Deductions from Universal Credit – Shelter Cymru

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Deductions from Universal Credit

Deductions can be made from your Universal Credit (UC) to repay money you owe to people like your landlord and energy company.

CORONAVIRUS UPDATE

Many deductions from Universal Credit (UC) for the payment of rent arrears and other debts are being temporarily suspended during the Coronavirus pandemic.

If you are already having money taken from your UC to pay arrears or debts, you should check your online UC journal or leave a message for your work coach to see if these deductions are still being made. (Don’t ring the DWP as they are exceptionally busy at the moment).

If you were having money taken from your UC to repay rent arrears and this has now stopped, you will need to try and find another way to pay off what you owe. If you are unable to do that then you should contact your landlord immediately. You might be in breach of a court order if you don’t pay and you could risk being evicted once the suspension on evictions has ended.

Universal Credit key facts

  • One single payment to cover living costs and rent
  • Paid monthly
  • Claim online
  • Paid into your bank account

When deductions can be made

Money can be taken from your UC to repay debts for things like:

  • rent and service charges
  • mortgage interest
  • gas, electricity and water
  • council tax.

How deductions are made

Your landlord, utility company or local council can apply for money to be taken from your UC if you owe them money.

In most cases, the money will be taken automatically and you won’t need to give your permission. The deduction will show in your online UC account.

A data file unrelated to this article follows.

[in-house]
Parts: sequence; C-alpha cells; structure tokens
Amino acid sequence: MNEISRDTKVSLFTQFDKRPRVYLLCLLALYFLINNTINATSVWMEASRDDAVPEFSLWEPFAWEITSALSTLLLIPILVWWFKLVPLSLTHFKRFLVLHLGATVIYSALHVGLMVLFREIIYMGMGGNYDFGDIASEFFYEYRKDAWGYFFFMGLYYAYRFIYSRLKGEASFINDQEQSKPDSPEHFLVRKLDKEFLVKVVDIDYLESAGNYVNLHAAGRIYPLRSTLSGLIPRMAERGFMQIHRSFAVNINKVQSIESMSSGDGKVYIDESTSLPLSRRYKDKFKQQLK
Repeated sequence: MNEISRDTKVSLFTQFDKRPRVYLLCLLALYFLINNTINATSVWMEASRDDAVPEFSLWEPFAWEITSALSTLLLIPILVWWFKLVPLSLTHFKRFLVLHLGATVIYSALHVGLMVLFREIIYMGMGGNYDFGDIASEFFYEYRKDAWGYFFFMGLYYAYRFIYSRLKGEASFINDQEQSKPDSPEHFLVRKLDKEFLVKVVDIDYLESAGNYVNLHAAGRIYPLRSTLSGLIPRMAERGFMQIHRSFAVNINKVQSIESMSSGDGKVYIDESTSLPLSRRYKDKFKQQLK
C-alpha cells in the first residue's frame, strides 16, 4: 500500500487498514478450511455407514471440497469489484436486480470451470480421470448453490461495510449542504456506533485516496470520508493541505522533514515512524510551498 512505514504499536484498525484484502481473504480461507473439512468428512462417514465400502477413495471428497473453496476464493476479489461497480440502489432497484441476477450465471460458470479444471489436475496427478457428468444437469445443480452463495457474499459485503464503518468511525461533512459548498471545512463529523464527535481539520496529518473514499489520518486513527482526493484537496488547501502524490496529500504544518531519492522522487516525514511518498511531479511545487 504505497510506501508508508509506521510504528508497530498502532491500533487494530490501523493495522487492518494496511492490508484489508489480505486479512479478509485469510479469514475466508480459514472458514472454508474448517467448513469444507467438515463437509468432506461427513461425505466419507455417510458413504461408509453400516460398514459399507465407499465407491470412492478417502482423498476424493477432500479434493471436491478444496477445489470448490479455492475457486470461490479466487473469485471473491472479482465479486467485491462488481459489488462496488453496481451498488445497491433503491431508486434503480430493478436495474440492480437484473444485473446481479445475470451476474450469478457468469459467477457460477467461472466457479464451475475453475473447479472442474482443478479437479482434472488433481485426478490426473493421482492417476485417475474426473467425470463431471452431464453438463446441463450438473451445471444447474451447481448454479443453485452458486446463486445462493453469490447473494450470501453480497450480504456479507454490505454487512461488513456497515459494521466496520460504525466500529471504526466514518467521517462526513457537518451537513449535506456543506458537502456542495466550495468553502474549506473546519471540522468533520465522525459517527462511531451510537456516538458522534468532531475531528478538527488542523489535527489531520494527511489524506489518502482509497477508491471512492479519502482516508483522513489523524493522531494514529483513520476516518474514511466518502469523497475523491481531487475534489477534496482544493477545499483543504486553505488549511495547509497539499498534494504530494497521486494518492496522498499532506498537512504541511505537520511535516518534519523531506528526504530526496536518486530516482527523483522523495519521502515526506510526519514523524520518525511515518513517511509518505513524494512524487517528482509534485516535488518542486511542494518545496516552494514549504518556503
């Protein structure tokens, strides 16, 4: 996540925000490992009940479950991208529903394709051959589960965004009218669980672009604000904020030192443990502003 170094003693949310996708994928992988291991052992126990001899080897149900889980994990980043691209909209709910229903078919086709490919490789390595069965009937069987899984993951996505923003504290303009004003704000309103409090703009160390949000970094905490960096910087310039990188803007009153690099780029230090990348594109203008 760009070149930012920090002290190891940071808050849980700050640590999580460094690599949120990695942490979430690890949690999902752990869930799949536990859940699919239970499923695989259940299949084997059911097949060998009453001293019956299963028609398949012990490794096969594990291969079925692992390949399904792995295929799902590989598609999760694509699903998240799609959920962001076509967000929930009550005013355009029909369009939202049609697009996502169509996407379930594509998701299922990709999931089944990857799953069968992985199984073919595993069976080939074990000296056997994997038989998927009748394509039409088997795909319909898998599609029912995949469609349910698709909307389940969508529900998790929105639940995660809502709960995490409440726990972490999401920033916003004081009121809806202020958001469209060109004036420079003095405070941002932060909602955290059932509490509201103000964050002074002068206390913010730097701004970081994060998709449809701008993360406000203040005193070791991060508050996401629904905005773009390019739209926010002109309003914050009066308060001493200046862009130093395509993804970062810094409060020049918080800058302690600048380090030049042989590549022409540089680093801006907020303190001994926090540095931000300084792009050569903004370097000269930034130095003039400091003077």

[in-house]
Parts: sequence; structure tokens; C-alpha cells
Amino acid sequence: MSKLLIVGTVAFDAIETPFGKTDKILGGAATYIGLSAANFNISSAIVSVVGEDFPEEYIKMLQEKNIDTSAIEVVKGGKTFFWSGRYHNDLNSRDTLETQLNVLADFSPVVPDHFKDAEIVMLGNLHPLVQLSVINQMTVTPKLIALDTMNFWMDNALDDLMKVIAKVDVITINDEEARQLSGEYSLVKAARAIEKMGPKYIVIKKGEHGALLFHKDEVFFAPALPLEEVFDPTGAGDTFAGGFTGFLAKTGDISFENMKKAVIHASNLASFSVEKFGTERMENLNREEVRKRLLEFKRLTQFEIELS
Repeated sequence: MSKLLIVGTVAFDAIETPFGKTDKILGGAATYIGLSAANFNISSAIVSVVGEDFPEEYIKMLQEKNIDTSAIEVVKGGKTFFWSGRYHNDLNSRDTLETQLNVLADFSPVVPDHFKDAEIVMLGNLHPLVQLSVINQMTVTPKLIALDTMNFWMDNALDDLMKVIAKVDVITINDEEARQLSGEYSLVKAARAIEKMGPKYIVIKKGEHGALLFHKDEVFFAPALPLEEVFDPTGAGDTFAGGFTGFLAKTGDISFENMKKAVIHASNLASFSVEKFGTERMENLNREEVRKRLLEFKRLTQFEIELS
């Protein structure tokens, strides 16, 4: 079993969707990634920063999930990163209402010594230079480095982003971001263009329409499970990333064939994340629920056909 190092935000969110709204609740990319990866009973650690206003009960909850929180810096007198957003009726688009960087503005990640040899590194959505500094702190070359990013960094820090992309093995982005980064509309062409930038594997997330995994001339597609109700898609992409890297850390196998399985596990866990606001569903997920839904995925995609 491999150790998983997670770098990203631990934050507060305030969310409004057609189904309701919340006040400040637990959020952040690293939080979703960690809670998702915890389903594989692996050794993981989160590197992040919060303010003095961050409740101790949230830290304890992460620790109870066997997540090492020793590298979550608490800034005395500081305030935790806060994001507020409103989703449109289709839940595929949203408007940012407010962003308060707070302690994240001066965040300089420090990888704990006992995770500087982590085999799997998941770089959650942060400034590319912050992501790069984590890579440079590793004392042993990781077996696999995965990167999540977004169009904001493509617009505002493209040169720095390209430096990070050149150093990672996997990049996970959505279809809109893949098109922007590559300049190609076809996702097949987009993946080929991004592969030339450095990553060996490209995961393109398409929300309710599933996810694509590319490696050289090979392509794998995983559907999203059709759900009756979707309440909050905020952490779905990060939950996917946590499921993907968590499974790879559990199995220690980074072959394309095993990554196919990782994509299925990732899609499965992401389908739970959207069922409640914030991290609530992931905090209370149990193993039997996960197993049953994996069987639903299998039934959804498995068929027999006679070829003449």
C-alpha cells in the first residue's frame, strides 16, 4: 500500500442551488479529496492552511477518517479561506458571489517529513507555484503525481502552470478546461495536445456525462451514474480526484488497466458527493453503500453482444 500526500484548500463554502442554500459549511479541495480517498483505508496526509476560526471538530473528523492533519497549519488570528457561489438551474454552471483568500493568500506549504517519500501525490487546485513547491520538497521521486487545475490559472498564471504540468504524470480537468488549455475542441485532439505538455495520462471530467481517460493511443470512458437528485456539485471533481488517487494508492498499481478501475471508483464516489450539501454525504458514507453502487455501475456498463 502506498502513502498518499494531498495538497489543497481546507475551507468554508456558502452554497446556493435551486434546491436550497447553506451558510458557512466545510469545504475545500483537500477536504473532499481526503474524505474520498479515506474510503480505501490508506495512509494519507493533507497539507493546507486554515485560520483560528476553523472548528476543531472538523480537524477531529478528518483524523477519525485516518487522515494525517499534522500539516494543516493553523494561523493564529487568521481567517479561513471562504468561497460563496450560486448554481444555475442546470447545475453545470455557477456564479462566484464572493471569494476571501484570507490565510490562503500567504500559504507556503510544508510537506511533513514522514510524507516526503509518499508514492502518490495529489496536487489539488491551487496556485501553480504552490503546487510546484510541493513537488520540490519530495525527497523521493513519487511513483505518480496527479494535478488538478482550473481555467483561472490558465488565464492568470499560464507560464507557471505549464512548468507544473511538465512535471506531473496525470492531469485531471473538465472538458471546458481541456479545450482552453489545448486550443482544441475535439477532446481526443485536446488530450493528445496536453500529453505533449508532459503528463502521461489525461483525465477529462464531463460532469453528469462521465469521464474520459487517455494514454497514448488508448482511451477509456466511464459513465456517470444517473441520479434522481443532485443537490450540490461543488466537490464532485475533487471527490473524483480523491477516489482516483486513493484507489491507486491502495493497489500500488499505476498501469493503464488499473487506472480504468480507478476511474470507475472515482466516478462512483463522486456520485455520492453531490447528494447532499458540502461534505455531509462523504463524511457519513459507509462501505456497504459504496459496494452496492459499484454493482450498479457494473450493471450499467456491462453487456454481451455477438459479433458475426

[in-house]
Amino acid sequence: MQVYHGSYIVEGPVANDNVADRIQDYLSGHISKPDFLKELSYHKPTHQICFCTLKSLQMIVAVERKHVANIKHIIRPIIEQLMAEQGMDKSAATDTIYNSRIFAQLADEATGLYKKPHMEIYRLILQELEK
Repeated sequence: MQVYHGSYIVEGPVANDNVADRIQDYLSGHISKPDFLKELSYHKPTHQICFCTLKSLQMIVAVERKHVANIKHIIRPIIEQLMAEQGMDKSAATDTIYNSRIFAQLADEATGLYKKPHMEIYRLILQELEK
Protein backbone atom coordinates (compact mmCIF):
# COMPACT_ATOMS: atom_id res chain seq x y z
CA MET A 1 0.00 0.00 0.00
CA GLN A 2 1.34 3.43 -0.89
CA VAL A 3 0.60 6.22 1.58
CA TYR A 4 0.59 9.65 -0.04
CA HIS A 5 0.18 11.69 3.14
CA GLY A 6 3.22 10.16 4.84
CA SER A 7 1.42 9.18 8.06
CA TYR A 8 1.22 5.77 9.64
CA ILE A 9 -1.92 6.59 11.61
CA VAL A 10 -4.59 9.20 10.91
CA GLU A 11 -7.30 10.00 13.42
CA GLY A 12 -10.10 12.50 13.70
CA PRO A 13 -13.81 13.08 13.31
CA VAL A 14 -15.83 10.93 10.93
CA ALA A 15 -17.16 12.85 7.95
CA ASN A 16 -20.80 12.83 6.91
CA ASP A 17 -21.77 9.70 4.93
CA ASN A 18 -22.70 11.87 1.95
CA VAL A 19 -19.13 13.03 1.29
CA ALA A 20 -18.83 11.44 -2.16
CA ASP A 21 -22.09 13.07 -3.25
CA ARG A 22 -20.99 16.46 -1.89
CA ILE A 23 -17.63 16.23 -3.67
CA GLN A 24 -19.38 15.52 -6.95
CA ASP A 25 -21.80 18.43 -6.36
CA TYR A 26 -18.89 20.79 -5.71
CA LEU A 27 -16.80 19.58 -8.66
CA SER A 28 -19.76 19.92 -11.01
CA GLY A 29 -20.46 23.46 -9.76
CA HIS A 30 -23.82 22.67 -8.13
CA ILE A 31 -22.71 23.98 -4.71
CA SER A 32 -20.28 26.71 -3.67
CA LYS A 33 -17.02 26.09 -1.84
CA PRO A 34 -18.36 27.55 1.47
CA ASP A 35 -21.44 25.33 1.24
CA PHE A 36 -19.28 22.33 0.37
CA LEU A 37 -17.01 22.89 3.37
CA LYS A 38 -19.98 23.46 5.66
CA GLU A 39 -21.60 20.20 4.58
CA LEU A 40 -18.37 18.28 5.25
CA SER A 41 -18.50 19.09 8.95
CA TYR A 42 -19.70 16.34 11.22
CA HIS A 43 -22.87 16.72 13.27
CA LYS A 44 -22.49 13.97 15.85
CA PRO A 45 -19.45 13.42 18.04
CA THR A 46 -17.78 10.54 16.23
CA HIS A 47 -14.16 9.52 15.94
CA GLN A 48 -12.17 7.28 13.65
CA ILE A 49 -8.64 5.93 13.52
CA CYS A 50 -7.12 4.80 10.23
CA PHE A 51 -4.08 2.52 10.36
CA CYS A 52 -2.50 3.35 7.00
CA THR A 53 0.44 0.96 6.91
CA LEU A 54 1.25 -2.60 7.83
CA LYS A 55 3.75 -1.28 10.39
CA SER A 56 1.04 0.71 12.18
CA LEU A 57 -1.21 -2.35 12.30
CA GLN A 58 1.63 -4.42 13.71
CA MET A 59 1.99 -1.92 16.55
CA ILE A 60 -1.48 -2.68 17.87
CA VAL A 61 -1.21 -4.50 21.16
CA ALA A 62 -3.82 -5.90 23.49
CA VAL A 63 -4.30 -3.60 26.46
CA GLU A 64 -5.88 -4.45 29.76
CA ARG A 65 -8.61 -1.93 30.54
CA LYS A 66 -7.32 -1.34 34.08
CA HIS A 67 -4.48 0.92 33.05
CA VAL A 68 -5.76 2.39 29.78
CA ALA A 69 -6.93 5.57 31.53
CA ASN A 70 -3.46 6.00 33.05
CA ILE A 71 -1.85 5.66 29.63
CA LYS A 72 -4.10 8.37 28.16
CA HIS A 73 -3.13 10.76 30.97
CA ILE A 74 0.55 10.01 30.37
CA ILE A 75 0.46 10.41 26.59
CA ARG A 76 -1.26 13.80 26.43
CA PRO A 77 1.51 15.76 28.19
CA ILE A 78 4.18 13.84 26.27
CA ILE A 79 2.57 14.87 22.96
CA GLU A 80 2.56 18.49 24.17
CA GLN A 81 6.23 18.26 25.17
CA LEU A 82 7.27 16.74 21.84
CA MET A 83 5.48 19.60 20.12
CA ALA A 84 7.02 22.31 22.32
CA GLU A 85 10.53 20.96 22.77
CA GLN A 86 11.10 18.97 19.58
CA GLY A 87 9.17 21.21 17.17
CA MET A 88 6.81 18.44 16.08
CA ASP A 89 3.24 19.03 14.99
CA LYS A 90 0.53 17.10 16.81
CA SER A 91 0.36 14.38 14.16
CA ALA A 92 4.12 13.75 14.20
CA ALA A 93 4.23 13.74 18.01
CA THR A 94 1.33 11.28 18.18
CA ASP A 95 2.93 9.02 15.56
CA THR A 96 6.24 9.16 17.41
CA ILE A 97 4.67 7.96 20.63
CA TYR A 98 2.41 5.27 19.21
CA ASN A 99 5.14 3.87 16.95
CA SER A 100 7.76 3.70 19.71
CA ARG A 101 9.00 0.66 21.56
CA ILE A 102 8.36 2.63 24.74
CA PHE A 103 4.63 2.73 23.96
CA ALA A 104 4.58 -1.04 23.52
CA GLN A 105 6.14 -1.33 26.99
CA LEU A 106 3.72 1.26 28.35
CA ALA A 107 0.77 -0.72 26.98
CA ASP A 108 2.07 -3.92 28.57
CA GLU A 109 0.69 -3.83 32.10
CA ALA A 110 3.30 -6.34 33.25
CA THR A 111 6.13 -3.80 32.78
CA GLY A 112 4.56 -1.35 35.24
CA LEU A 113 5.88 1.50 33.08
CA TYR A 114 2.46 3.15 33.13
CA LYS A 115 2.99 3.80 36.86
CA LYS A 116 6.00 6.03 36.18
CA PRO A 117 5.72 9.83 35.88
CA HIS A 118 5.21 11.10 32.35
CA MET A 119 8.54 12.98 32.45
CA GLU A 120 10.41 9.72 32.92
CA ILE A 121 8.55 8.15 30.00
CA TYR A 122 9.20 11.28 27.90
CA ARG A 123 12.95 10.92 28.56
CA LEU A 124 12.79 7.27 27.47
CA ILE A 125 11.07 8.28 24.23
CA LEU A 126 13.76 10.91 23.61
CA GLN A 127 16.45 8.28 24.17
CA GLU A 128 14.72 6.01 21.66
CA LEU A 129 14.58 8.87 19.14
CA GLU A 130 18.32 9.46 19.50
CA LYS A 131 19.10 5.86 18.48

If no information is given about what the money is being taken for, leave a message in your UC journal or ring the UC helpline on 0800 328 5644 (Welsh language : 0800 328 1744) to find out more.

How much can be deducted?

Only 5% can be taken from the main part of your UC – called the standard allowance – for each debt you owe.

The exceptions are:

  • rent arrears – anything between 10% and 20% of your standard allowance can be deducted (unlike deductions from housing benefit there is no longer a fixed amount)
  • court fines – deductions are made at a minimum of 5% of your standard allowance and a maximum of £108.

Usually the total amount of deductions that can be made is up to 40% of your standard allowance for only 3 debts at a time. (This will reduce to 30% in October 2019).

Sometimes, more than 40% of your standard allowance can be taken if it’s thought to be in your best interests. For example, if it could help you to keep your home.

Can I get the deductions reduced?

If deductions are being made from your UC and they are making it hard for you to manage, ask your work coach if they can be reduced.

If you can’t get hold of your work coach, leave a note in your online journal or ring the UC helpline on 0800 328 5644 (Welsh language : 0800 328 1744).

Explain if the reduced amount is making things hard for you, for example if you’re struggling to:

  • buy food
  • look after your children
  • pay your rent.

If you can show that you can clear the debt or rent arrears yourself the deductions might be stopped or reduced.

Where can I get more help?

Get advice from Citizens Advice or other benefit adviser. Use the advicelocal guide to find an adviser in your area.

If you’re in rent arrears or other debts get advice from Shelter Cymru as soon as you can.

Phone an adviser

If you have a housing problem, call our expert housing advice helpline
08000 495 495

Email an adviser

If you have a non-urgent problem and would like to speak to an adviser
email us

We are sorry that we cannot provide this information in Welsh, however if you would like to speak to an adviser in Welsh please contact 08000 495 495.

This page was last updated on: April 27, 2020

Shelter Cymru acknowledges the support of Shelter in allowing us to adapt their content. The information contained on this site is updated and maintained by Shelter Cymru and only gives general guidance on the law in Wales. It should not be regarded or relied upon as a complete or authoritative statement of the law.

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